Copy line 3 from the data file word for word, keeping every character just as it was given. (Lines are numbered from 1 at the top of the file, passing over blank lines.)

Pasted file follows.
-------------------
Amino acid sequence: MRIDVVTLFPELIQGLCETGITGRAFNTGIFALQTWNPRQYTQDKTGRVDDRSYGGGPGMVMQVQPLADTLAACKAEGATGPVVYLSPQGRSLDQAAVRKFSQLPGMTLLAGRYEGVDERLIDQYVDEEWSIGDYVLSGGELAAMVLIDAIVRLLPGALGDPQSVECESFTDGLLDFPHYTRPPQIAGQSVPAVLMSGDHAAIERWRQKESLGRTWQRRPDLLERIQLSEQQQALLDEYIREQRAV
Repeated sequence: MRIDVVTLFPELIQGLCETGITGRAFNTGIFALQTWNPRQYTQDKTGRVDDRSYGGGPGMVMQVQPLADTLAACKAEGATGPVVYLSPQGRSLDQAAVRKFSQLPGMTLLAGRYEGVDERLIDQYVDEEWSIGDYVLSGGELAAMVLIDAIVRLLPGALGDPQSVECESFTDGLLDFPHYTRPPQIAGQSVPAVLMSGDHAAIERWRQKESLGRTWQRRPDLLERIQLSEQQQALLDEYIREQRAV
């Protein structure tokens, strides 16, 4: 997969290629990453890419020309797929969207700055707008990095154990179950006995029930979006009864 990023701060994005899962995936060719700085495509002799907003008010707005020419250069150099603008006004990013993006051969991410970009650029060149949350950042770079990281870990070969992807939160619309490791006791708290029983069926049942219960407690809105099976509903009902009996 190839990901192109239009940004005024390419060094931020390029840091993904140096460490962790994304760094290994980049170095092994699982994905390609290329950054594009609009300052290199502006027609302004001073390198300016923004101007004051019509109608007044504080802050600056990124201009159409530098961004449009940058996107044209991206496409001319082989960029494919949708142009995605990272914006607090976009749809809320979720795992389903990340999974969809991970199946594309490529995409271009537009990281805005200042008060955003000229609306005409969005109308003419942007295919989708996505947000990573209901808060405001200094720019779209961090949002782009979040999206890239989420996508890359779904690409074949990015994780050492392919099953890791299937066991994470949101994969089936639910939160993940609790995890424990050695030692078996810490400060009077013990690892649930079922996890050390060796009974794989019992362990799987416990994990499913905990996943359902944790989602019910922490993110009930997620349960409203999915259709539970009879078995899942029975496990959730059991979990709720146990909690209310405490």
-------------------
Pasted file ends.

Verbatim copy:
């Protein structure tokens, strides 16, 4: 997969290629990453890419020309797929969207700055707008990095154990179950006995029930979006009864 990023701060994005899962995936060719700085495509002799907003008010707005020419250069150099603008006004990013993006051969991410970009650029060149949350950042770079990281870990070969992807939160619309490791006791708290029983069926049942219960407690809105099976509903009902009996 190839990901192109239009940004005024390419060094931020390029840091993904140096460490962790994304760094290994980049170095092994699982994905390609290329950054594009609009300052290199502006027609302004001073390198300016923004101007004051019509109608007044504080802050600056990124201009159409530098961004449009940058996107044209991206496409001319082989960029494919949708142009995605990272914006607090976009749809809320979720795992389903990340999974969809991970199946594309490529995409271009537009990281805005200042008060955003000229609306005409969005109308003419942007295919989708996505947000990573209901808060405001200094720019779209961090949002782009979040999206890239989420996508890359779904690409074949990015994780050492392919099953890791299937066991994470949101994969089936639910939160993940609790995890424990050695030692078996810490400060009077013990690892649930079922996890050390060796009974794989019992362990799987416990994990499913905990996943359902944790989602019910922490993110009930997620349960409203999915259709539970009879078995899942029975496990959730059991979990709720146990909690209310405490």